And the film is very serious, deadly serious as it may be, and makes not real attempts at humor, at least not more than the extremely black kind. So the protagonist is a guy who just can't seem to get a break, but is at least trying to do the right thing, and even doesn't seem to care that much about the money, so we have a good guy at least. The cops seem to be incompetent at best, and actively detrimental at worst, leading directly to the end, and the end result due to their choices, which while somewhat sensible just leave the viewer wondering why. The villain is darkly evil, not of the Snidely Whiplash kind but more of the Ozymandias variety, he wants to leave the world a better place but his methods are worse than some mass murderers.

Now the ending, the most emotional part of most films, and this film is no exception, with nothing after the climax really, just cut to credits. No reassurance, no what happened next, just fade on one of the darker downer endings in cinema at the time. The protagonist accomplishes nothing, the woman he was trying to save dies, the fate of her daughter/sister is unknown, but probably bad, and the villain gets away scot free, and even profited somewhat from the whole encounter. Well Jesus can we get something positive in there? I guess Nicholson got payed a bit, and, um he got laid as well, I guess that's good. Honestly with the ending, there's nothing good, nothing positive, it's just an end, and like all ends if you let them go on for too long, it ends in death.
Here's some puppies
So the ending is depressing, it's a downer, and at that point there's no real recovering, after the ending in all likelihood Jack probably shot himself, but damn it that's why it ends, regardless of now non-ending like the finish is. What's weird about the entire film is it seems like it is a sequel to a previous film with the same name, because it seems like every character refers to Jack's previous experience in Chinatown, and what happened in Chinatown, and how badly it ended in Chinatown. So it honestly seems like this film is discussing events that already happened in a prequel, but the prequel doesn't, and will never, exist. It's a weird feeling for a film like this, but stunningly appropriate to the message.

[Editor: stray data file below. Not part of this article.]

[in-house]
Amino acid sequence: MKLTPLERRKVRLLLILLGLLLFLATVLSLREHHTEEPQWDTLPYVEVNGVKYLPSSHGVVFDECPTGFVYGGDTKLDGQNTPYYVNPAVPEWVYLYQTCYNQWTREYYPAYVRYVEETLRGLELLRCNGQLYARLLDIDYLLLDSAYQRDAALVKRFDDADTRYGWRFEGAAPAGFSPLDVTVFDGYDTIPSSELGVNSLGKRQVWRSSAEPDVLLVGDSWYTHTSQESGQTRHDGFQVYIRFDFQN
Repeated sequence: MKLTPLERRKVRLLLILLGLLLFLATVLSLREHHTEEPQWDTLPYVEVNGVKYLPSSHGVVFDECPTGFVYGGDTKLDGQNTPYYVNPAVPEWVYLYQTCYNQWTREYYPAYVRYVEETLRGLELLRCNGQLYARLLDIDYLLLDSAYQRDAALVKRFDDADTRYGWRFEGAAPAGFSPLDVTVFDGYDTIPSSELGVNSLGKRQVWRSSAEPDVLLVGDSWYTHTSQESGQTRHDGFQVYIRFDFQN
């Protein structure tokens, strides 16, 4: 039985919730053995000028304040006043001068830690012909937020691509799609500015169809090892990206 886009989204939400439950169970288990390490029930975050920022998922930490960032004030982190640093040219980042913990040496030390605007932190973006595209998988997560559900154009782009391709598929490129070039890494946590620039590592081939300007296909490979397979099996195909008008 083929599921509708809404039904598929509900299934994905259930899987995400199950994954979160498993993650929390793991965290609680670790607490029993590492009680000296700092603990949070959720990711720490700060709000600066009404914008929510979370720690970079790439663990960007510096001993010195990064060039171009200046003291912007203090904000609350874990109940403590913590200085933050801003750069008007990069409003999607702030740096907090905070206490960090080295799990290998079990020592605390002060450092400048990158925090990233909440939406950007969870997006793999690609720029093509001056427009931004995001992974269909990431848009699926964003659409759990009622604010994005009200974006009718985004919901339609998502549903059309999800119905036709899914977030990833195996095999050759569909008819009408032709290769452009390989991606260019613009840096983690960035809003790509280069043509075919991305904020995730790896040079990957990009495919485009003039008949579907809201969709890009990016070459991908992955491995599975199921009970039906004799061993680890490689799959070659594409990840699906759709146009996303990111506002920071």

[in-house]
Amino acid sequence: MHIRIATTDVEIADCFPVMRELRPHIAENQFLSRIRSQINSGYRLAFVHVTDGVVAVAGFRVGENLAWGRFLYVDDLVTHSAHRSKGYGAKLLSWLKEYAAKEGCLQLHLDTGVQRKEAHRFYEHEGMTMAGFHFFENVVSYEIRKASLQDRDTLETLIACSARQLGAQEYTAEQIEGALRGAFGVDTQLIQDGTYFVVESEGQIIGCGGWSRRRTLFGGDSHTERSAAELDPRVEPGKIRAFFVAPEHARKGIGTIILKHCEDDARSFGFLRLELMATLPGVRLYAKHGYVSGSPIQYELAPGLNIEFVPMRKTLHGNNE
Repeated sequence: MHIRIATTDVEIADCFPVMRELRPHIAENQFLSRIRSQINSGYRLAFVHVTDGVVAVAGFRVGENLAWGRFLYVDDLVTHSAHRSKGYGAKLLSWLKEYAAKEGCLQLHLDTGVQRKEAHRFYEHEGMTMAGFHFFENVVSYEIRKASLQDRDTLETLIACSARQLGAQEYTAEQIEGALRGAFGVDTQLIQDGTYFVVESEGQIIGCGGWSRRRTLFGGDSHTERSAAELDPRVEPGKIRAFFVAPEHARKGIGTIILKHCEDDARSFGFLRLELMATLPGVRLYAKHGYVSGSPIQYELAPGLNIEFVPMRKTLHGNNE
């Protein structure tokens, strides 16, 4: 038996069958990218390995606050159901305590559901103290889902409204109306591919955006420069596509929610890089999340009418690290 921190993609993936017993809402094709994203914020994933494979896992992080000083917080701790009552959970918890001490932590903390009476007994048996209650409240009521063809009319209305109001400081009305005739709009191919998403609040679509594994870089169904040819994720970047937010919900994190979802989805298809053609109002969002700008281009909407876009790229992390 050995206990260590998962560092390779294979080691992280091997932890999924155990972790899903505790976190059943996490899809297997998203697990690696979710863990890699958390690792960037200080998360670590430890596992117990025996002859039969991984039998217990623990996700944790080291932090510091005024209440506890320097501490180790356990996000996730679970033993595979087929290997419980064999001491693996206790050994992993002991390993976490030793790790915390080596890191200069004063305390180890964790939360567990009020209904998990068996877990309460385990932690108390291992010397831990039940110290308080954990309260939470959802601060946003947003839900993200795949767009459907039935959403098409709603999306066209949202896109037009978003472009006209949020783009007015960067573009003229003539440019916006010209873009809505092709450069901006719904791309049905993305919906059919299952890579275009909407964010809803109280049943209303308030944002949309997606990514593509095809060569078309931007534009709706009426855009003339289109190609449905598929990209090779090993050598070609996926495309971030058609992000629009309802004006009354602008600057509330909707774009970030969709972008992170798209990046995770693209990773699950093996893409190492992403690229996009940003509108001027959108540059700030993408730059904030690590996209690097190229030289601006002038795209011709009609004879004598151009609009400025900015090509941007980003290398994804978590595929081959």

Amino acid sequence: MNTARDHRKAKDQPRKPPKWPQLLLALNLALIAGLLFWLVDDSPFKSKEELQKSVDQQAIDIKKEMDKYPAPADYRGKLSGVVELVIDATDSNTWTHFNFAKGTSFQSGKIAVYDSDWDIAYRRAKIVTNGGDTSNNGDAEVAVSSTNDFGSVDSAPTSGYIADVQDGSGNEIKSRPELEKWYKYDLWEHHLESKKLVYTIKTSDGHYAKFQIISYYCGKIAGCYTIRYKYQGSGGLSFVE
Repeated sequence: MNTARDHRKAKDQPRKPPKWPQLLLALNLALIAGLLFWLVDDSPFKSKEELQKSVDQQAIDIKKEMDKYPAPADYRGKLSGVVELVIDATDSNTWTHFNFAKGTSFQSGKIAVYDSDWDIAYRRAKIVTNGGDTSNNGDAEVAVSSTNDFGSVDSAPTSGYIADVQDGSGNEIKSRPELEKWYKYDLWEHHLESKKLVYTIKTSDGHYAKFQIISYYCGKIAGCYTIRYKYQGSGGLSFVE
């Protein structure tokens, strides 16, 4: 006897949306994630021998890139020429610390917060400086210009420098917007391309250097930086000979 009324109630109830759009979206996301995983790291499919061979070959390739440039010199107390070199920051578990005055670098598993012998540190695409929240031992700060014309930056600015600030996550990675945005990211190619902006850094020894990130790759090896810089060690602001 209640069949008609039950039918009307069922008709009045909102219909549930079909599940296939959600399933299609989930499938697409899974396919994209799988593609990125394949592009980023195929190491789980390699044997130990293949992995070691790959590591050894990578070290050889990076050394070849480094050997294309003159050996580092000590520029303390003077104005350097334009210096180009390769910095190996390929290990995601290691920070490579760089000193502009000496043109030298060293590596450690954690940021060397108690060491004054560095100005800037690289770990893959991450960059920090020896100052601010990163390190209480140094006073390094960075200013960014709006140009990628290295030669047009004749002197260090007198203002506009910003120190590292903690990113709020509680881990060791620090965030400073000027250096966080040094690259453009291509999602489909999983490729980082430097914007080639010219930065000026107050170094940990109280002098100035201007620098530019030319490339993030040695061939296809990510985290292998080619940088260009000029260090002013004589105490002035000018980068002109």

Life goes on, that's the way it always is and always has been, things happened before but right now, this is what's happening, deal with the present not the past. A fine message I suppose. The way its presented lends to some questioning about how positive it's supposed to be, because honestly with the film's ending you wonder just what it is all supposed to mean, on a cosmic scale. Some of this is due to the director's miserable life, having his pregnant wife killed and he was a Holocaus survivor, that's a hell of a life. Literal Hell there, depending on your view of the underworld.

One final note is that the music is surprisingly sparse, punctuating a few moments with a few chords, or maybe the beginning of a song, but no full pieces, and no vocal songs either. I suppose that's just normal for the genre, but for me at least it's an interesting change of pace. See the film, but expect nothing good in the end, because that's the way it is. Nothing good ever really comes in the final end, but that's okay. Forget it, Jake. It's Chinatown.

No comments:

Post a Comment